The stage is set for the return of Abu Dhabi’s classical music season. We take a look at what’s in store across the emirate during the next eight months
When the return of Abu Dhabi Classics was announced recently, it was music to our ears. The original series, last seen three years ago, was an imaginative way of asserting Abu Dhabi’s burgeoning position on the arts scene. Now it’s back, with an eight-month season from October to May that will bring some of the world’s top classical musicians, orchestras and conductors to Abu Dhabi.
The emirate-wide showcase, hosted by the Abu Dhabi Tourism & Culture Authority (TCA Abu Dhabi), keeps the tradition of Abu Dhabi Classics alive while continuing to establish Abu Dhabi as a centre for music.
“We’re not a simple festival, we are trying to create a true music season,” says Dr Ronald Perlwitz, Head of Music Program for TCA Abu Dhabi. “We want to educate people, we want to create an awareness and an appreciation of classical music.”
Abu Dhabi Classics will feature a mix of styles from the 18th, 19th and 20th centuries along with a taste of contemporary music.
The season will also focus on the idea of ‘East meets West’, with artists like the Grammy award-winning Spanish musician Jordi Savall sharing a stage with oud masters from the Middle East.
“We really want to create world-class events. We believe that in Abu Dhabi we can have a musical life that is as good as anything in London, Paris and New York, and we are proving it by bringing concerts like Jordi Savall.”
The highly anticipated series has already garnered international interest with foreign media planning to cover the event. Some of the concerts will also be recorded for live albums.
The overall theme of the season is ‘The Traveller’, taking audiences on a journey through musical performances.
“We’re looking at the theme through different eyes and it will be an interesting journey,” says Perlwitz. The spread of concerts and events will follow the theme from Jordi Savall’s exploration into famous traveller Ibn Battuta to film music evenings that take audiences into space.
“It’s not about the tourist or the guy that’s going to a place for two weeks,” says Perlwitz. “It’s about the traveller that leaves a place not knowing when he’s going back. And at the same time it’s nostalgia for homeland mixed with the excitement of not knowing what to expect.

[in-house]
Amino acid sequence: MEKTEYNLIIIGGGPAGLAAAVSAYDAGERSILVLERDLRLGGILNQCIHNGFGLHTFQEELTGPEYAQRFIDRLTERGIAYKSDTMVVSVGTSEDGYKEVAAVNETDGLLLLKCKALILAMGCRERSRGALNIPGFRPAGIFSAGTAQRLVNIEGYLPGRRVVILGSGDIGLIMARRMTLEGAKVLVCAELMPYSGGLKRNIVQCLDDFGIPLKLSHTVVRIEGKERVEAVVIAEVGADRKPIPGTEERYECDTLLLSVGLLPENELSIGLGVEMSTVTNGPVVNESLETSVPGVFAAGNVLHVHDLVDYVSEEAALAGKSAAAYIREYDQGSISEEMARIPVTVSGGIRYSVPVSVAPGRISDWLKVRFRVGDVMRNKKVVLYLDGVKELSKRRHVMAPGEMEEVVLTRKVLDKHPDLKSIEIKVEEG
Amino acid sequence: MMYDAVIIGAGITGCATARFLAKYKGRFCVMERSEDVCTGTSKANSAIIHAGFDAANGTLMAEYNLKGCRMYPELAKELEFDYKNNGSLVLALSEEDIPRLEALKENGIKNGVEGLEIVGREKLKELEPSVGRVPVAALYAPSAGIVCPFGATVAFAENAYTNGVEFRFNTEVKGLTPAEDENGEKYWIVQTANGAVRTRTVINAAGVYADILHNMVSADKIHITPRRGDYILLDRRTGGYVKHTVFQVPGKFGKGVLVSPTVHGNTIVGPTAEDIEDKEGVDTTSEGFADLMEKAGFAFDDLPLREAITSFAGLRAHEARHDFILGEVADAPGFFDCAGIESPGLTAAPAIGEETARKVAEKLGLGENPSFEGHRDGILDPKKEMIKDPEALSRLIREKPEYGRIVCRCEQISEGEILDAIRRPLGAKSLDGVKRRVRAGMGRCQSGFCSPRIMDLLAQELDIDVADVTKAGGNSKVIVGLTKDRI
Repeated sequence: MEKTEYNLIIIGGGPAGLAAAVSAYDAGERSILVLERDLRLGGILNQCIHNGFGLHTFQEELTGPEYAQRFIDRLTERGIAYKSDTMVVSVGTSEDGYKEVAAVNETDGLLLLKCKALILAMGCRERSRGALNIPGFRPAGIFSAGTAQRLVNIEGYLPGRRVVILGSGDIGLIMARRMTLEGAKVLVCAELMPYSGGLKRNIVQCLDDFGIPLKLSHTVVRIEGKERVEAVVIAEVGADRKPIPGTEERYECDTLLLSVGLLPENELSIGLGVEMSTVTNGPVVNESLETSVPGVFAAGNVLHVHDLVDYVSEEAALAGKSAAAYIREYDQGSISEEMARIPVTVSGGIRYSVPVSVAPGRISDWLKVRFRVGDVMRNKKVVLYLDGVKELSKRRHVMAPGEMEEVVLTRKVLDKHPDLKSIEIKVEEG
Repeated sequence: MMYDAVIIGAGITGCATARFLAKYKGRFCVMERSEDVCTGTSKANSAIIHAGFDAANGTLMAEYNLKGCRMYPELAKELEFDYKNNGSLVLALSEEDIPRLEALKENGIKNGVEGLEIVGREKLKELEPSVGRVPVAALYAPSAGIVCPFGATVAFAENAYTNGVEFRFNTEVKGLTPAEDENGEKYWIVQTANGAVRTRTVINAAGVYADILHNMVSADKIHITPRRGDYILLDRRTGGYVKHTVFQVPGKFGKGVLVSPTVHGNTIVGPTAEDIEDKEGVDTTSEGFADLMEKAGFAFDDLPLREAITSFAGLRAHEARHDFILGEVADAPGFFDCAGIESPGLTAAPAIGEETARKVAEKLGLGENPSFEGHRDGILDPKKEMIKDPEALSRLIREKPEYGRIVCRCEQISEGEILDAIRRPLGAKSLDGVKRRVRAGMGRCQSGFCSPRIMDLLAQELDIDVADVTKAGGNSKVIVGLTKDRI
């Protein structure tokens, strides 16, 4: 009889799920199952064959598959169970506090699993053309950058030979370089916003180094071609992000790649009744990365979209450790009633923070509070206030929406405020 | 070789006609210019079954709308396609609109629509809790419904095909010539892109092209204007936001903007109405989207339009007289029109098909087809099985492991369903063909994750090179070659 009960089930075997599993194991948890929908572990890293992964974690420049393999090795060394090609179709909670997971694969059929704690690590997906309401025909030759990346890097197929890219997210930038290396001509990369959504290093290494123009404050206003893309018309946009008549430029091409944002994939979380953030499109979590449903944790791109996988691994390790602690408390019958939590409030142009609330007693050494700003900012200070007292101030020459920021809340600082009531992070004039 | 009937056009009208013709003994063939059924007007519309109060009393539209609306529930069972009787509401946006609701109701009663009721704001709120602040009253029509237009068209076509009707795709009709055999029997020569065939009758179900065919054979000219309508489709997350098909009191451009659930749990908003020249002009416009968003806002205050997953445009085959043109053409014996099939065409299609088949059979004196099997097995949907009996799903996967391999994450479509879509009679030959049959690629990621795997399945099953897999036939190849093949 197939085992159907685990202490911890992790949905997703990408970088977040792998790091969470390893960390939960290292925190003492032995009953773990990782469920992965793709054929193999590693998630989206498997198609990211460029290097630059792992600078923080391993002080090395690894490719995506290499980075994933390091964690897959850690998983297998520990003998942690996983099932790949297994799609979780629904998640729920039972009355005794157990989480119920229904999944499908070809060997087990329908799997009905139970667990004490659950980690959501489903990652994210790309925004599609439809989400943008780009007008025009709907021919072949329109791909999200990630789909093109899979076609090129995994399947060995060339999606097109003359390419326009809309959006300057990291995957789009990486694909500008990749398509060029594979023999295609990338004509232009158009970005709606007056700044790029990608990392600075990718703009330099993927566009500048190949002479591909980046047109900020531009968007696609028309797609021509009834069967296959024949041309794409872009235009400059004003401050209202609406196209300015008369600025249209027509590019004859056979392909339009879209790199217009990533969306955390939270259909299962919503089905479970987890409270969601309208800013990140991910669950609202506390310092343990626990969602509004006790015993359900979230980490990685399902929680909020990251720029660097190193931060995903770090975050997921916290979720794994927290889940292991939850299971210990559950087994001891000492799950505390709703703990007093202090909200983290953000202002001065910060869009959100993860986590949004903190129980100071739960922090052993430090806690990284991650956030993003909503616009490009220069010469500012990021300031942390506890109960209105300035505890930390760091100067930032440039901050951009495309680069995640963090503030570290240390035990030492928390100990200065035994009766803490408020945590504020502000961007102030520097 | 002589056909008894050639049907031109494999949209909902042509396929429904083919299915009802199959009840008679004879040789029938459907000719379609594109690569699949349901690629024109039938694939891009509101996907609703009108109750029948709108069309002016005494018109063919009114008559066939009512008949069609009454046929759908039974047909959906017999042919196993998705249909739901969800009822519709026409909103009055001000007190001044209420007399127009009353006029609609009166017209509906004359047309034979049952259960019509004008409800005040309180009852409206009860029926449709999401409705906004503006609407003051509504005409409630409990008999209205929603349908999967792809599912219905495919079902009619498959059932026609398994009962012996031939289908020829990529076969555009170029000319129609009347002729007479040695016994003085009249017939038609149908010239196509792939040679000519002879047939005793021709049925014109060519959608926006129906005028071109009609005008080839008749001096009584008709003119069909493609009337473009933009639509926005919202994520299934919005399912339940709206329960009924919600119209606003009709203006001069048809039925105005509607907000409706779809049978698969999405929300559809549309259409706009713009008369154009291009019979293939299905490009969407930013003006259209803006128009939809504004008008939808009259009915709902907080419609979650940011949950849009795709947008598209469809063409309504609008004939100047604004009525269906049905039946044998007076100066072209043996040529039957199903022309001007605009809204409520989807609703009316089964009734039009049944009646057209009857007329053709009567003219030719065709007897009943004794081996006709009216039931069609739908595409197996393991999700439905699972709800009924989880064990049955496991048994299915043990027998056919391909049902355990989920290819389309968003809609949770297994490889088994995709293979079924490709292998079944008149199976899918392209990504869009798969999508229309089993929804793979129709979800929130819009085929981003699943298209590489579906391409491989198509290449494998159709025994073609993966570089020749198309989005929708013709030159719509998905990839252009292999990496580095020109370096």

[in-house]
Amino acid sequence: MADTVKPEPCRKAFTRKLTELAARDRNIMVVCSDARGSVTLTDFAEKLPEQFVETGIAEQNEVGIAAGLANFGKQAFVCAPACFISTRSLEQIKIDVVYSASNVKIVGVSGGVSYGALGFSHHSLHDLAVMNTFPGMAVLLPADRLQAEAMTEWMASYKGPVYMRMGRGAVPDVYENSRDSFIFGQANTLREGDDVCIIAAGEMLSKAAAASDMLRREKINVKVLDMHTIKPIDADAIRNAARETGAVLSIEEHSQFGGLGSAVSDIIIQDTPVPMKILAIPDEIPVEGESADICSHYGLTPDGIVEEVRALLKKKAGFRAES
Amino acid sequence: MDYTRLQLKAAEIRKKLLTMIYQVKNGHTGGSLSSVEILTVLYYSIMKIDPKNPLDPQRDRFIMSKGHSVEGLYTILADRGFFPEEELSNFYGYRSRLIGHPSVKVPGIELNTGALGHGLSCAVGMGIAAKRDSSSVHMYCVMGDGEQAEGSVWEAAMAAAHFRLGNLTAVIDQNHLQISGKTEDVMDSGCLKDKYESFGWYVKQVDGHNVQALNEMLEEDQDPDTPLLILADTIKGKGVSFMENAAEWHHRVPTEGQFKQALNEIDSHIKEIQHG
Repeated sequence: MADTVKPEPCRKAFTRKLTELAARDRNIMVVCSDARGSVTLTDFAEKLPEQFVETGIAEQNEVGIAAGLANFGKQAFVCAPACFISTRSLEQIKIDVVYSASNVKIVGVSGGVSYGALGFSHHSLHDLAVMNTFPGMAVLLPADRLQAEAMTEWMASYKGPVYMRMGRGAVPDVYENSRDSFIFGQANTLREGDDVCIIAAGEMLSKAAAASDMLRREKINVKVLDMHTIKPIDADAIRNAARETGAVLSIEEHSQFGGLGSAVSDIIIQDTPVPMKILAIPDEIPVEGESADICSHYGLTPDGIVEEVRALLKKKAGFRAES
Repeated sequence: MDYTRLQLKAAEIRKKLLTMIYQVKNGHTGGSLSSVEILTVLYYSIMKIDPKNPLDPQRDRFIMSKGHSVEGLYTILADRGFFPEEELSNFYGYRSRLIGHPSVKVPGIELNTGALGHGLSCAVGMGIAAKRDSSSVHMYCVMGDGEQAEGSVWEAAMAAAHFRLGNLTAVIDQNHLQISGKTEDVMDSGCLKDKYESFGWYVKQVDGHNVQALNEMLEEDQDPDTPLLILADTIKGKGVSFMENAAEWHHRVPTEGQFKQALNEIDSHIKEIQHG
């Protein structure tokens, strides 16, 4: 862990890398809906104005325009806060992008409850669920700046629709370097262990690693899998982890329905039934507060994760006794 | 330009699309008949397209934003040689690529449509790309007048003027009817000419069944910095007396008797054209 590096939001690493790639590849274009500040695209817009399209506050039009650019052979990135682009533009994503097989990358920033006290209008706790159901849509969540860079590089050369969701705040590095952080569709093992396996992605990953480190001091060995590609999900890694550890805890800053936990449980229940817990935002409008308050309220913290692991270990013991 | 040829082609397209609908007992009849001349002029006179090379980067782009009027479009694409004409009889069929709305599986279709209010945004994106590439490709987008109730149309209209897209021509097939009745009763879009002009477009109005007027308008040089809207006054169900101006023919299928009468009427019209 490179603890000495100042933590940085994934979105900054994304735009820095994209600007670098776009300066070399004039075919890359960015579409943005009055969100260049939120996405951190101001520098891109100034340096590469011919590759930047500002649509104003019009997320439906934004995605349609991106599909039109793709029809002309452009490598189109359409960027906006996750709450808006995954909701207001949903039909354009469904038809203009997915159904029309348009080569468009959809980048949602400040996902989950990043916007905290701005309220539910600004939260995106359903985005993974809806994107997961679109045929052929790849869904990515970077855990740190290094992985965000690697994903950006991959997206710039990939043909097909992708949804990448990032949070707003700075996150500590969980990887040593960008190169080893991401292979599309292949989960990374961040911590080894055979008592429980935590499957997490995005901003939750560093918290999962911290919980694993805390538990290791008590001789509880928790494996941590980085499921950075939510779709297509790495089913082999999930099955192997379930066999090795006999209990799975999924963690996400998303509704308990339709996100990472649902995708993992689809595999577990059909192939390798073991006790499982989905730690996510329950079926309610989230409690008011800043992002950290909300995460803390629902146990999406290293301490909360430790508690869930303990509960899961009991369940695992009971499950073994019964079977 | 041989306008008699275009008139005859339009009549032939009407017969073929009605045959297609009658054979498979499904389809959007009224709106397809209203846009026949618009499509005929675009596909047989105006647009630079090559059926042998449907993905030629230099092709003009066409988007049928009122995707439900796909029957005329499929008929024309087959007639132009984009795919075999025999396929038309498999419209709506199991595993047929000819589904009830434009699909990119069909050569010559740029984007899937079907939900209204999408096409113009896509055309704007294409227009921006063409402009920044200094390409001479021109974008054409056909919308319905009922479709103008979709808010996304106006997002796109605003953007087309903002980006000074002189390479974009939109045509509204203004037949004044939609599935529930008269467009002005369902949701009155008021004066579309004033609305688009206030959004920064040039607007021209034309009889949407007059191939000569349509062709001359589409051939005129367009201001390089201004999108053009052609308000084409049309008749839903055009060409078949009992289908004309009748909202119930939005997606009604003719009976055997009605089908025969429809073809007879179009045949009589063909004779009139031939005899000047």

“This will show people that Abu Dhabi Classics is not just a concert here and there, but an experience.”
This year’s instalment hits all the right notes with an impressive line-up of international artists.
The journey begins on 14th October with a concert from star French pianist Lydie Solomon as she pays homage to Frédéric Chopin, exploring pieces that the composer and musician wrote while travelling through Europe.
Later in the month, on 28th October, renowned violinist and composer Gidon Kremer from Latvia takes the stage with the award-winning ensemble he founded for young players from the Baltic, the Kremerata Baltica Chamber Orchestra.
Another highlight is a world premiere by Spanish conductor and Grammy-award winning musician Jordi Savall. On 20th November, the talented artist pays homage to the fabled Arabic traveller Ibn Battuta in ‘Ibn Battuta: A voyager of Islam’ with the help of Hesperion XXI, an ensemble of 16 musicians playing traditional Arabic instruments including the rebab, kanun and oud.
The impressive line-up continues into the season as the City of Birmingham Symphony Orchestra (CBSO) serenades listeners with a programme of classics by British composers centred on Elgar and Britten. CBSO then travels to Al Ain with an evening of music from films featuring John Williams scores including Star Wars and Harry Potter.
A night with the Orchestra from Milan’s Scala Academy, the Italian opera evening with conductor Giuseppe Finzi, and a performance from acclaimed Emirati oud player Faisal Al Saari offer plenty more to look forward to.
In 2015, the brilliant young Georgian pianist Khatia Buniatishvili enters the spotlight with her programme ‘Motherland’, exploring the idea of how music can be considered one’s homeland.
TCA Abu Dhabi presents the country’s first international oud festival courtesy of Abu Dhabi’s renowned oud music academy Bait Al Oud.
This will be swiftly followed by performances from Staatskapelle Dresden, one of the world’s oldest orchestras – and voted Orchestra of the Year in 2013.
Events will be taking place across the emirate including Saadiyat Island’s Manarat Al Saadiyat, Emirates Palace auditorium, Abu Dhabi Theater, and Al Jahili Fort and historical sites in Al Ain.
TCA Abu Dhabi is working closely with Abu Dhabi Education Council to give local students a behind-the-scenes look at the musicians in rehearsal, bringing artists to the school and training teachers in classical music.
Pre-concert talks will give music fans the chance to learn more about the subject of classical music and composition.
As part of its focus on education, Abu Dhabi Classics has allocated ten per cent of its tickets for students available for only AED 30.
“That’s something very special, having student tickets from the most prestigious gala evening to the Italian opera evening for less than the price of a movie ticket,” says Perlwitz.
Check out our exclusive interview with piano prodigy, Lydie Solomon here.
To stay up to date with Abu Dhabi Classics visit: www.abudhabievents.ae
Tickets are available from AED 30 for students and AED 100 for adults at www.ticketmaster.ae